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Govt lets Ambanis alone
- Institutions told to stay neutral in battle

New Delhi, Dec. 24: The finance ministry has asked government-run financial institutions to maintain a neutral stand in the dispute between the Ambani brothers.

The institutions own a little over 8 per cent in Reliance Industries Ltd (RIL) and 21 per cent in Reliance Energy Ltd.

Ministry officials said the institutions have been informally told that they should exercise their rights as shareholders only when 'their own interests are jeopardised. Otherwise, strict neutrality will be their credo'.

A meeting of the board of directors of RIL takes place on Monday. This is the first time the board is meeting since the dispute over ownership issues came out in the open on November 18.

The institutions do not have a representative on the board of RIL and have denied reports that they are seeking representation. They had a nominee ' U. Mahesh Rao ' on the RIL board till July 17, 2003. He was, however, withdrawn after the company paid back all the long-term loans it owed the institutions. The loan agreements had provided for one board slot for the institutions.

The directive from the government means that the institutions will go with the existing management on any resolution that is put to vote before the shareholders.

Both the Ambani camps are aware of this. 'It is natural that both should try to get the government on their side... that is why we don't want to be seen taking sides,' the officials said.

Anil Ambani today flew into Delhi in his Bombardier jet. The official reason was to pay homage to former Prime Minister P.V. Narasimha Rao. However, rumours flew thick and fast about an unscheduled meeting with finance minister P. Chidambaram. Anil's aides said: 'We know about the rumour... but he never had time to do anything but go to AICC headquarters and then meet a few other people.'

From the minister's side, officials said Chidambaram did not have any official engagement with any of the Ambanis today.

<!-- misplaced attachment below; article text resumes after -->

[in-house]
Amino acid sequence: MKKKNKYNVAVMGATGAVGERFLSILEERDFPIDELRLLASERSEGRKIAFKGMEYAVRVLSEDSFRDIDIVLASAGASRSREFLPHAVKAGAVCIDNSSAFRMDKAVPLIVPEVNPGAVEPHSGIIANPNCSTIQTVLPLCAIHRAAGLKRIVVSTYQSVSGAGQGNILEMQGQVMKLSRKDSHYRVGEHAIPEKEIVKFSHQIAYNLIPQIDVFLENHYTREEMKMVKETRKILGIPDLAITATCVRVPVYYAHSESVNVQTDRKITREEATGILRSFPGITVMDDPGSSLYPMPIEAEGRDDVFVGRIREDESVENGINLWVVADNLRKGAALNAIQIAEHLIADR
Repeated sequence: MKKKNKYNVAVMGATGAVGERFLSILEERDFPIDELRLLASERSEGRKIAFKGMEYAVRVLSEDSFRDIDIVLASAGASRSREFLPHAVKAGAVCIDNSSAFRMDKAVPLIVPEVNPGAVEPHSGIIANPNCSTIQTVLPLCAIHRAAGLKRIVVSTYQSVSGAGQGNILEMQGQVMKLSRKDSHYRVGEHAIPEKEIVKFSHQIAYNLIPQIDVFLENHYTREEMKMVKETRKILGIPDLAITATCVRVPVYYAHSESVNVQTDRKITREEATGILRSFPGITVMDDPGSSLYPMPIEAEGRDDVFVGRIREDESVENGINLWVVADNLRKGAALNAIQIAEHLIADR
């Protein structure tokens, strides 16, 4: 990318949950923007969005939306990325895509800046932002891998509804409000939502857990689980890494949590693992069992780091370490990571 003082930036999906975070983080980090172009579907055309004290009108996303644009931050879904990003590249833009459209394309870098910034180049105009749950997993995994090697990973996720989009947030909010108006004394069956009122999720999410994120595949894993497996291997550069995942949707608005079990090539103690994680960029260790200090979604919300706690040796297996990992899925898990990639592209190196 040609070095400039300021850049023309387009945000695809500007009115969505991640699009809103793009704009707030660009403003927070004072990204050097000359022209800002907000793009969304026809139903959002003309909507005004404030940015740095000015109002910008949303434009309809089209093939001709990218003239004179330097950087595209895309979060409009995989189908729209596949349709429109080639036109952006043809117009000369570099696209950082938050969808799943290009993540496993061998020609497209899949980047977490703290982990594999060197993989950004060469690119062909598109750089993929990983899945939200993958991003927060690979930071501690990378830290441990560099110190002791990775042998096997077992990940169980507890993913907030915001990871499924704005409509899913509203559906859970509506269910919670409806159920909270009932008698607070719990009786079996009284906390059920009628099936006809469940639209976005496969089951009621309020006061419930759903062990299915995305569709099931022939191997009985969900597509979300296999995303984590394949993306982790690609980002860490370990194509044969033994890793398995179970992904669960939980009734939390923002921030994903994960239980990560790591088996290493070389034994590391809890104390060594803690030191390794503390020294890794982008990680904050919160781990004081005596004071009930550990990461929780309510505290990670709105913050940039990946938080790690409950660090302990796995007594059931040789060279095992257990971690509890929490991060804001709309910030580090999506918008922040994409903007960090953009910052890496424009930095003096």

Ministry officials said that, as shareholders, state-run banks and financial institutions should be primarily concerned with the value of their equity holdings. It is because of this the institutions encouraged the Ambanis to come out with a share buyback scheme.

Reliance's board meeting will consider the proposal.

The institutions have lost 15 per cent of the value of their holdings in RIL alone because of the share price plunge since the spat began. 'At that stage we were concerned about how this fight would go for the state-run companies' holdings. After all, the institutions are major shareholders in all Reliance companies,' the officials said.

The government does not want to be accused of taking sides. 'This has been the central government's stand in all corporate boardroom battles dating back to the (Manu) Chhabria attempt to take over Shaw Wallace in the early 1980s,' they added.

Investigating and corporate policing agencies of the government have also been instructed to stay neutral. Officials said that the minister for company affairs, Premchand Gupta, has not received any formal complaint of wrongdoing in Reliance group companies.

See also Business Telegraph

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